The Mars One project hopes to colonize Mars starting in 2022, and, to accomplish that goal, it is offering one-way trips to a select few. According to the project, more than 100,000 people have offered to flee Earth in the hopes of living on the red planet.
Among current applicants are 30,000 American’s who are willing to leave behind their home and country for a “better” life on Mars.
The projects website showcases some of the people who have applied, but there are many more applicants who are not highlighted at this time.
The agency has the goal of colonizing Mars by 2022, well ahead of NASA’s goal which pushes into the 2030s.
Despite questions of fundraising and the ability to actually survive on Mars, applicants flooded the company with requests to join the Mars One Project.
Bas Lansdorp, Mars One CEO and co-founder, tells CNN:
“There is also a very large number of people who are still working on their profile, so either they have decided not to pay the application fee, or they are still making their video or they’re still filling out the questionnaire or their resume. So the people that you can see online are only the ones that have finished and who have set their profiles as public.”
The application fee is only $36 in the United States and $15 in Mexico. Considering the projects estimated cost of $6 billion, the application fee is only a very small part of the project’s fundraising efforts.
The Mars One Project is open to anyone 18 or older, and application fees are based on the GDP of the applicants country.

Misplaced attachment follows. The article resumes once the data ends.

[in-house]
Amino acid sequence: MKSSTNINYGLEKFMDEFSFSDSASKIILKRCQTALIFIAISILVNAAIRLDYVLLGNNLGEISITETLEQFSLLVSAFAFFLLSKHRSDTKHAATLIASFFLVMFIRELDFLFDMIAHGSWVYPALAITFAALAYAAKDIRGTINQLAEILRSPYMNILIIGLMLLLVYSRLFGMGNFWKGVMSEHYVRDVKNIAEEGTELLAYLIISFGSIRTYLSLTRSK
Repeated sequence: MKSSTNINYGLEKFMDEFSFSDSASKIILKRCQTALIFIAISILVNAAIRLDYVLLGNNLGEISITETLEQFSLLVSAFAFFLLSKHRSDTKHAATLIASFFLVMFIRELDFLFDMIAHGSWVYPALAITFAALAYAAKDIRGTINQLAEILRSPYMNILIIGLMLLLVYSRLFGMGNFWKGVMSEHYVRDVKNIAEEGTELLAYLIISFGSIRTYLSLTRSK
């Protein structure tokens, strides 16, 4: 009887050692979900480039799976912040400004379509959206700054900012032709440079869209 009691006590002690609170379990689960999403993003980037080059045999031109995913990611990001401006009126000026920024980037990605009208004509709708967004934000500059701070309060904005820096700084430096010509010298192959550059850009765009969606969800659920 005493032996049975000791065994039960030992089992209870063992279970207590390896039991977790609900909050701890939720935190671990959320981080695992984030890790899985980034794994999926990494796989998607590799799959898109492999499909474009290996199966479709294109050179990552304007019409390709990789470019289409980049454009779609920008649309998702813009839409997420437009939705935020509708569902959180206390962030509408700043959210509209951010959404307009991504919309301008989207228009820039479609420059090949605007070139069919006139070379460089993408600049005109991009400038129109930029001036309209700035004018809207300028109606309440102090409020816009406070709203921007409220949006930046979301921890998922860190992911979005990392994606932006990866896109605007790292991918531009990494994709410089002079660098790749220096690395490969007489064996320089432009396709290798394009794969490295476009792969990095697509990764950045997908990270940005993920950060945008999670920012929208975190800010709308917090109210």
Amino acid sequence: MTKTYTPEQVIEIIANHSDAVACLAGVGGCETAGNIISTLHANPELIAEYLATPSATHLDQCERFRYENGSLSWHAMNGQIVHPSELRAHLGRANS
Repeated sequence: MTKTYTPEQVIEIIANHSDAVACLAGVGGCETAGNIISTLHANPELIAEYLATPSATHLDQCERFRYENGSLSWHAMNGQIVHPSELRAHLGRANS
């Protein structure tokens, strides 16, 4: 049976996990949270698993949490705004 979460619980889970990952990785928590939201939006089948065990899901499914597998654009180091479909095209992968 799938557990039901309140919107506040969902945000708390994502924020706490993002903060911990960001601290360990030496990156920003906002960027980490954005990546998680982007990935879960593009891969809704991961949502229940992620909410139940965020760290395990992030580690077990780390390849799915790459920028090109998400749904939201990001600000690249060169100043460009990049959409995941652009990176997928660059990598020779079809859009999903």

Mars One will select 40 qualified applicants before the end of 2013. The first four applicants chosen will leave for Mars in September 2022 and land in April 2023. The group will be made up of a multontinental group of participants.
Two years later, the second group will arrive on Mars, never to return.
Once on the planet, permanent settlements will be setup in which astronauts can live and research the red planet.
Astronauts chosen for the project will undergo an eight-year training program. Training will include how to repair habitat structures, grow vegetables in confined spaces, and address “both routine and serious medical issues such as dental upkeep, muscle tears and bone fractures.”
The red planet will be colonized with the help of 5,511 pounds of “useful load” material which will reach Mars with each lander. Even the lander capsules will be used as part of the settlement.
While some food and water will be provided, the planet’s first settlers will ultimately need to manufacture those required items on their own.
Water will be evaporated and condensed back into its liquid state. Water will also be used to make hydrogen and oxygen for breathing purposes. Before astronauts even arrive, rovers will autonomously create the foundations needed for humans to survive on Mars.
While the Mars One Project sounds like fun for our planet’s biggest adventure seekers, it does come with some very real threats. Radiation on the planet increases an astronauts risk of cancer. In fact, NASA will not allow its own astronauts to stay in space for more than 300 to 360 days because of radiation risks. The Mars One trip alone would expose participants to the maximum allowed radiation for a NASA astronaut’s entire career.
Of course, there are still questions surrounding the feasibility of the Mars One Project. For example, can a fully sustainable commercial space travel program really be setup in just nine years. Currently there is no available technology that can shield astronauts from the levels of radiation they will experience. Major breakthroughs in radiation shielding and space travel must be discovered before the Mars One Project can even think about moving forward. Scientists are also working on better shielding from asteroid fragments, which can easily pierce the hull of current spacecraft.
While it may be a pipedream at this time, the Mars One Project nonetheless has managed to attract 100,000 applicants who are willing to leave their country and become Space’s first ex-pats.
Here’s a trailer the team at the Mars One Project put together to tout its lofty ambitions: